Oz Torah: Ask the Rabbi (Purim)


The more we delve into the events of the Megillah, the more questions we have. Nothing and no-one in the story is as simple and straightforward as they seem.

In particular, no-one is as interesting as Esther – a humble girl without much yichus who becomes queen of a mighty empire, a pious person who found a way to observe Jewish practices in the palace, an unspoilt woman who is beautiful in herself without the need of cosmetics and touching-up… the stuff of which endless stories can be and are made.

The rabbis say,

“Whoever sees Esther in his dreams is sure to see a miracle in his life-time”.

They also say,

“Why is Esther like the dawn? Because her arrival ushered in a wondrous age”.

The deep question is how and why Esther was selected to bring about such deliverance to the Jews of Persia.

Jews of Persia / Iran. credit: haruth.com

The answer is the tried and tested principle that motivates so many Biblical stories – it was the finger of God moving mysteriously but inexorably to bring about a great result.

In its own way, this notion explains why there is no explicit mention of the Divine name anywhere in the story.

Whether the Almighty works overtly or covertly, whether we recognise His activity or not, the finger of God is in charge.

With some moments in history there are questions as to why it takes so long, but though we may have questions about His timetable, we never lose faith that history is in His hands.


Question. The Torah warns us against being vengeful (Lev. 19:18). Doesn’t the Purim story contradict this?

Answer.   The Megillah begins with King Achashverosh being annoyed with his wife and removing her from office, but whatever one thinks of his action it isn’t really vengeance but punishment. Likewise, Haman is livid at Mordechai and shows it, but again it isn’t really vengeance but castigation.

Yet what can we say when we see the Jews of Persia wanting to eradicate Haman the descendant of Amalek, apparently taking the Torah literally when it commands the extirpation of the Amalekites because they had sought to destroy Israel (Ex. 17:8-16, Deut. 25:17-19)?

It is possible that Judaism is making a special case of the Amalekites, saying that though vengeance in general is not permitted, the Amalek-spirit is so dangerous that it must be thoroughly wiped out even if it sounds like vengeance.

This conclusion is not just academic, but raises the question of the appropriate attitude towards the perpetrators of the Holocaust. The memorial prayers for the six million martyrs often refer to God avenging the blood of the k’doshim.

Again the message may well be that some enemies are so totally evil that vengeance is justified, though it must be pointed out that the Holocaust memorial prayers do not speak of us as human beings exacting vengeance but God doing it, in line with the Biblical verse,

“Li nakam v’shillem” – “Vengeance is Mine and I will repay” (Deut. 32:35).

There seems to be a tension, a tug-of-war, between the two attitudes to vengeance, which is why Yeshayayu Leibowitz regarded this as the most difficult part of the Bible.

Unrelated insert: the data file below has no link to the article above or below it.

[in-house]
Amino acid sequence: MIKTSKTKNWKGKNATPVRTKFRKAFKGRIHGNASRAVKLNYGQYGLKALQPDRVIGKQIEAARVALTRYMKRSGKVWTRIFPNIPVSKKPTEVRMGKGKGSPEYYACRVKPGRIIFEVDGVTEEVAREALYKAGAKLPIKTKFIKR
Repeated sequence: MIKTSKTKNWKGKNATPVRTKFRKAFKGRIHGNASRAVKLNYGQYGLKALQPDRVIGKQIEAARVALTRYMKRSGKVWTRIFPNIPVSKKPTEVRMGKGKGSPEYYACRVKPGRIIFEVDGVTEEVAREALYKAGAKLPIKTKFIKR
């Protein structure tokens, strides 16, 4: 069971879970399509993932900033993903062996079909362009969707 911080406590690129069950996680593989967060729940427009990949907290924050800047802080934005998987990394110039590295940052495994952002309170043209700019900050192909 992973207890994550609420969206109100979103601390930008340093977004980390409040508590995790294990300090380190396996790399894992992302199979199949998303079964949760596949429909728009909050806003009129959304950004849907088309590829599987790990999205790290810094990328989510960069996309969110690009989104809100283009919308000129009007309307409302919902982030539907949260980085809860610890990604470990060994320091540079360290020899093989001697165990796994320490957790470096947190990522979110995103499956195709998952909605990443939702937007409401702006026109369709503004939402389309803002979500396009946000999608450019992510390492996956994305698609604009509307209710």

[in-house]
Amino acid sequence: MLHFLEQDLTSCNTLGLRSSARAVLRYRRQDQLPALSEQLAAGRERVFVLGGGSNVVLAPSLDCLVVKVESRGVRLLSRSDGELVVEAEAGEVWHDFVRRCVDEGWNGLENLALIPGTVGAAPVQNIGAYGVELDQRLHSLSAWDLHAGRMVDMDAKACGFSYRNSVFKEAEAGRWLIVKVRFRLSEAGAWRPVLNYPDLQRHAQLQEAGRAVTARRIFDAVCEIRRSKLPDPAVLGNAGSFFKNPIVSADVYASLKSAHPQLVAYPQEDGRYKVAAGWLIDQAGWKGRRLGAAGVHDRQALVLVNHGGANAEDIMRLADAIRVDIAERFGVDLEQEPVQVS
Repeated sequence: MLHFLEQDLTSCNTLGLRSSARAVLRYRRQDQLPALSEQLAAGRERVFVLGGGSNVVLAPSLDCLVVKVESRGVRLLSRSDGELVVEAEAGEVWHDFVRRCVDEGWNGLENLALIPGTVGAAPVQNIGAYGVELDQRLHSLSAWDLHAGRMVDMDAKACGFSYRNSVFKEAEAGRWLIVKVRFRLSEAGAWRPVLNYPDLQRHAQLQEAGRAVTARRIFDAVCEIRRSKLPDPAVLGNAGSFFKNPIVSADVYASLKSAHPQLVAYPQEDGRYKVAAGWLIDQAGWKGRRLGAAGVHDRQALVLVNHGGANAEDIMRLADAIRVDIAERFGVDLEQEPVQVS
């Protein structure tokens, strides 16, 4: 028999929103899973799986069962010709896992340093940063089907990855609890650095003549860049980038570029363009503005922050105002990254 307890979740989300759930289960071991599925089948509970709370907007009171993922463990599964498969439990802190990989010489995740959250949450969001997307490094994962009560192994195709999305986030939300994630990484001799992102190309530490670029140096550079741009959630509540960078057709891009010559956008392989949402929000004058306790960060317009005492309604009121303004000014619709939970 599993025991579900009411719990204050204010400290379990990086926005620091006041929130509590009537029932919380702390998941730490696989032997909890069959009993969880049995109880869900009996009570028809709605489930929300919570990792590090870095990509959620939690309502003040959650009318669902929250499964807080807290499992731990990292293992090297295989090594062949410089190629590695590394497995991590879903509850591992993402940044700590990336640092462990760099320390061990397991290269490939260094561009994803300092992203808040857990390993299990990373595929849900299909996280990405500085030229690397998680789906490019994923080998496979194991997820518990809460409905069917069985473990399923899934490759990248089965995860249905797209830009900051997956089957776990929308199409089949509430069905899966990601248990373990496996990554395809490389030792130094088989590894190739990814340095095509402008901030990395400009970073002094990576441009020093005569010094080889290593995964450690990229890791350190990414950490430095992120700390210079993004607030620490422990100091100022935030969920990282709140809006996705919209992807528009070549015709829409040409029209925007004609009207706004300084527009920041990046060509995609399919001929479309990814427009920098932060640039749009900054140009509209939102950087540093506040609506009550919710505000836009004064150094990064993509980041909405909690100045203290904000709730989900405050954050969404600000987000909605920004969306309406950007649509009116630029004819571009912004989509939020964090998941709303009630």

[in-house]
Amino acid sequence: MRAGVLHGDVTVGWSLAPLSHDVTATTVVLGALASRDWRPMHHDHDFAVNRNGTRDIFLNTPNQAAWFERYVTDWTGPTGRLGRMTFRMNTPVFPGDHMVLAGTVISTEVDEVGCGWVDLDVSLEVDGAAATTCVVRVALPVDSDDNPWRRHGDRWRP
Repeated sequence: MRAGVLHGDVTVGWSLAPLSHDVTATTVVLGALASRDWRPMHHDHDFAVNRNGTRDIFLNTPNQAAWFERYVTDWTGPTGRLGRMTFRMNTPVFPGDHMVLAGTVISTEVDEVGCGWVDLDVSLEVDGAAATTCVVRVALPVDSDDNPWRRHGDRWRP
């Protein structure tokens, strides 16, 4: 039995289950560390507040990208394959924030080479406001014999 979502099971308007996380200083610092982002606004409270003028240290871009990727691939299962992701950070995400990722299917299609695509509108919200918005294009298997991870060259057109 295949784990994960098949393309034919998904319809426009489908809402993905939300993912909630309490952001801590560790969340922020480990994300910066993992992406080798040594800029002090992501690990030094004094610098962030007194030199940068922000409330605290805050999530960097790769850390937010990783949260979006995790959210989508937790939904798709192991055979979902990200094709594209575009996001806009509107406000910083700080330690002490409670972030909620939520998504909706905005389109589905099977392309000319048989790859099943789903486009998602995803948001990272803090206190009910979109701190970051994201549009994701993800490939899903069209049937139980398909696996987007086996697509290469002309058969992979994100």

Question. How can we think so highly of Queen Esther since she married out?

Answer.    The Talmud (Sanhedrin 74b) discusses the question, offering the views of Abayye and Rava.

Both recognise that there is a problem but defend her on the basis that she did not act willingly or voluntarily but was caught up in a situation she would not have chosen.

It was, however, not a time of religious persecution, and she was not required to sacrifice her life rather than commit this transgression.


Question. I heard someone talk about the Purim Jump. What is this?

Answer.    In a dark, unfriendly world, Purim gave many communities a chance to laugh at their situation (and at their tormentors).

A common game was to make effigies of Haman and his sons and burn them as a sign that one day all antisemites would be reduced to dust and ashes. In some places people danced around the fire and jumped over it.

Light-hearted fun, but the Christian neighbours accused the Jews of burning representations of Jesus.


Excitement and colour are the keynotes of Purim. There is nothing austere or restrained about the occasion. The celebration is visible and audible. Masks and noise makers are everywhere.

The contrast with Yom Kippur is palpable. Yet, some people compare the two occasions and read the biblical name “Yom Kippurim” as “Yom K’Purim” – “a day like Purim”.

The idea is almost preposterous. On the one hand there is Yom Kippur where there is spirituality, honesty, truth, quietness and solitude.

On the other hand Purim is a noisy popular carnival which knows nothing of the deeper questions of life and death.

Some years ago there was a public celebration of Purim at Parliament House in Melbourne where an array of politicians wore funny hats and booed Haman, quite lost in all this strange Jewish buffoonery.

How can anyone compare Purim with Yom Kippur?

If you ask me which day I prefer, the answer is “both”. It is fun to have a day to fantasise, when I don’t see the real me, when I can pretend, act and release restraints.

I also, however, need Yom Kippur, which brings me back to reality and shows that I cannot hide from other people, from God, or from myself.

This week on Purim give yourself a day off, but don’t overdo the masks and the music. And don’t forget that Yom Kippur will be there in a few months’ time.

Rabbi Apple served for 32 years as the chief minister of the Great Synagogue, Sydney, Australia’s oldest and most prestigious congregation. He was Australia’s highest profile rabbi and held many public roles. He is now retired and lives in Jerusalem. Rabbi Apple blogs at http://www.oztorah.com

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